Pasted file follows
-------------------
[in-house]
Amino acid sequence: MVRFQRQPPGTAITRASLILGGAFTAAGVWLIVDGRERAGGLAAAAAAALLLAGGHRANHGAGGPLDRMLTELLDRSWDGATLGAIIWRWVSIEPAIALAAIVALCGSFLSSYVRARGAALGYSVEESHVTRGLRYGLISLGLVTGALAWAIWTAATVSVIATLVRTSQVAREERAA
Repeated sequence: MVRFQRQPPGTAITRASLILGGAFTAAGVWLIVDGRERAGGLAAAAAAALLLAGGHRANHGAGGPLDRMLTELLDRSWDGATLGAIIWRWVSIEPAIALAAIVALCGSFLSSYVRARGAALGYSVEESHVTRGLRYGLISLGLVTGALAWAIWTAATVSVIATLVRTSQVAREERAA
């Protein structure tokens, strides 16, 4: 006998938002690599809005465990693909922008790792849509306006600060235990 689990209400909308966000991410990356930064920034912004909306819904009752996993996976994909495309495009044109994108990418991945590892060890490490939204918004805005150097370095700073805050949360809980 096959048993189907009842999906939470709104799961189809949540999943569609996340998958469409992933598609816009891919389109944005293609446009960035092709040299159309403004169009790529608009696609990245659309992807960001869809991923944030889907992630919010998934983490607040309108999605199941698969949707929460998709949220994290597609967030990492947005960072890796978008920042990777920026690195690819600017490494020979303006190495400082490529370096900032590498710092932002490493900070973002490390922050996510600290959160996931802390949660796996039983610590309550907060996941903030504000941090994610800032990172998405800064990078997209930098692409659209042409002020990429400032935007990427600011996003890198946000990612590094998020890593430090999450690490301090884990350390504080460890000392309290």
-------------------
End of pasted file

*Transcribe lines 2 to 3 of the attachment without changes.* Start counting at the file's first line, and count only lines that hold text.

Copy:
Amino acid sequence: MVRFQRQPPGTAITRASLILGGAFTAAGVWLIVDGRERAGGLAAAAAAALLLAGGHRANHGAGGPLDRMLTELLDRSWDGATLGAIIWRWVSIEPAIALAAIVALCGSFLSSYVRARGAALGYSVEESHVTRGLRYGLISLGLVTGALAWAIWTAATVSVIATLVRTSQVAREERAA
Repeated sequence: MVRFQRQPPGTAITRASLILGGAFTAAGVWLIVDGRERAGGLAAAAAAALLLAGGHRANHGAGGPLDRMLTELLDRSWDGATLGAIIWRWVSIEPAIALAAIVALCGSFLSSYVRARGAALGYSVEESHVTRGLRYGLISLGLVTGALAWAIWTAATVSVIATLVRTSQVAREERAA